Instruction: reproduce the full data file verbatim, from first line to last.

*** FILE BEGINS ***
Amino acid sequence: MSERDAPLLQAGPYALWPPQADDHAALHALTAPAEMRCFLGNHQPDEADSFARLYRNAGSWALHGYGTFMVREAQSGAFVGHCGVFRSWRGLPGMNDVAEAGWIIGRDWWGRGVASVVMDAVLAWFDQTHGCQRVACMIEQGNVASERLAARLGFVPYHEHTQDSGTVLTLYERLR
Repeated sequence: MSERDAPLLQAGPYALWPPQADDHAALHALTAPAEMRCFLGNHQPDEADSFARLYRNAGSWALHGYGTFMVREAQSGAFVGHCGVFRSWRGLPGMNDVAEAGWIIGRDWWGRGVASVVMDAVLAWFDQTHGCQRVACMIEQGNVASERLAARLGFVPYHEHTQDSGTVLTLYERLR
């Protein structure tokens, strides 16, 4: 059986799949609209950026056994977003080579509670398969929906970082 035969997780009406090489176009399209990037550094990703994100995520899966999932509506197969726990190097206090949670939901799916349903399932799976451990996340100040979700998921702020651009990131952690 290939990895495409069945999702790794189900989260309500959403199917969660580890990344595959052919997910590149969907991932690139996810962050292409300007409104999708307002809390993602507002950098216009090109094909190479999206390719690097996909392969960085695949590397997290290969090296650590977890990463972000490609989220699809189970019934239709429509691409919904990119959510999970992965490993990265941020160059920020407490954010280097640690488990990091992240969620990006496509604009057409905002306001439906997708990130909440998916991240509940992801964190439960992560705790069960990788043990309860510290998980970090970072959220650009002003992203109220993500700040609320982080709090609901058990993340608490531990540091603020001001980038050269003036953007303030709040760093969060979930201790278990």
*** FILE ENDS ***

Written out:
Amino acid sequence: MSERDAPLLQAGPYALWPPQADDHAALHALTAPAEMRCFLGNHQPDEADSFARLYRNAGSWALHGYGTFMVREAQSGAFVGHCGVFRSWRGLPGMNDVAEAGWIIGRDWWGRGVASVVMDAVLAWFDQTHGCQRVACMIEQGNVASERLAARLGFVPYHEHTQDSGTVLTLYERLR
Repeated sequence: MSERDAPLLQAGPYALWPPQADDHAALHALTAPAEMRCFLGNHQPDEADSFARLYRNAGSWALHGYGTFMVREAQSGAFVGHCGVFRSWRGLPGMNDVAEAGWIIGRDWWGRGVASVVMDAVLAWFDQTHGCQRVACMIEQGNVASERLAARLGFVPYHEHTQDSGTVLTLYERLR
């Protein structure tokens, strides 16, 4: 059986799949609209950026056994977003080579509670398969929906970082 035969997780009406090489176009399209990037550094990703994100995520899966999932509506197969726990190097206090949670939901799916349903399932799976451990996340100040979700998921702020651009990131952690 290939990895495409069945999702790794189900989260309500959403199917969660580890990344595959052919997910590149969907991932690139996810962050292409300007409104999708307002809390993602507002950098216009090109094909190479999206390719690097996909392969960085695949590397997290290969090296650590977890990463972000490609989220699809189970019934239709429509691409919904990119959510999970992965490993990265941020160059920020407490954010280097640690488990990091992240969620990006496509604009057409905002306001439906997708990130909440998916991240509940992801964190439960992560705790069960990788043990309860510290998980970090970072959220650009002003992203109220993500700040609320982080709090609901058990993340608490531990540091603020001001980038050269003036953007303030709040760093969060979930201790278990």